This suggests that lower altitudes decreased the penetrance of germline mutations, reducing the selective pressure against them and increasing their prevalence.


Succinate dehydrogenase represents a high-impact genomic factor in the development and progression of several cancers. Of particular interest is the role of SDH in ccRCC, in which the gene was previously assumed to only affect a small subset of the patient population but has very recently been found to be commonly suppressed. However, additional work is needed to determine the effects of increased SDH suppression on patient outcomes. The relationship between SDH and PPGL is much more defined, though more work is needed to explain and define the difference in patient outcomes caused by mutations to different subunits of SDH. It is also crucial to identify and study additional environmental factors affecting PPGL, as there is little data on correlations between race, income, or healthcare access and PPGL incidence. Altitude, the most-studied environmental factor, still demands additional research to clarify the exact roles of altitude vs. time spent at altitude.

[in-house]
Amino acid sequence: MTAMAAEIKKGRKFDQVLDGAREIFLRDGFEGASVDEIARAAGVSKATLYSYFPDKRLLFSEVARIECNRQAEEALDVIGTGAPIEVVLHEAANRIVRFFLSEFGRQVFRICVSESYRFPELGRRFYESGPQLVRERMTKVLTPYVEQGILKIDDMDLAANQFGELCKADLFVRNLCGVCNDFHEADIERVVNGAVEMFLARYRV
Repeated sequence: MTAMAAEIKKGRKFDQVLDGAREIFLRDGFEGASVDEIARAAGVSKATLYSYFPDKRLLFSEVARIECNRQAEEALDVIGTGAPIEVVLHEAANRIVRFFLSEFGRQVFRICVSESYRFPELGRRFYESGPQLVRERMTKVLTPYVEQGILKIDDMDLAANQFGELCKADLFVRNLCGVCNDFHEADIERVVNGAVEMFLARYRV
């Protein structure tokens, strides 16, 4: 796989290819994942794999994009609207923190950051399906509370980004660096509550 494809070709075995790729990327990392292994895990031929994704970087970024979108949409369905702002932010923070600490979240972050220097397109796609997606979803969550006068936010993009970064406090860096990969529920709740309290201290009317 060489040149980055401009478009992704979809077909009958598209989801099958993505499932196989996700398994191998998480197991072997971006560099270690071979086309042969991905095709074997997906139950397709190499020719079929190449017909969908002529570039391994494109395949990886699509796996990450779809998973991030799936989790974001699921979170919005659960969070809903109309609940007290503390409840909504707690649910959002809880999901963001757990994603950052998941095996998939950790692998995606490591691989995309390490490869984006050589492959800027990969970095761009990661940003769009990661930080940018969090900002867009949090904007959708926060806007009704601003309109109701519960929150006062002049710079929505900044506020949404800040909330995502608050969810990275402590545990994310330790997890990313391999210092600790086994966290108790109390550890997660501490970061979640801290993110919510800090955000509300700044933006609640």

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About the Author

Ennio S, Jonathan B

We are two junior-year students at Polytechnic School in Pasadena, California studying and researching biology.
Ennio enjoys mechanical and electrical engineering, reading science-fiction novels, and swimming. He writes in his free time and likes playing with his dog, Sebastien.
Jonathan is interested in music, athletic medicine, sports, and enjoys camping in nature. He loves to play guitar, write, and spend time with his family and friends.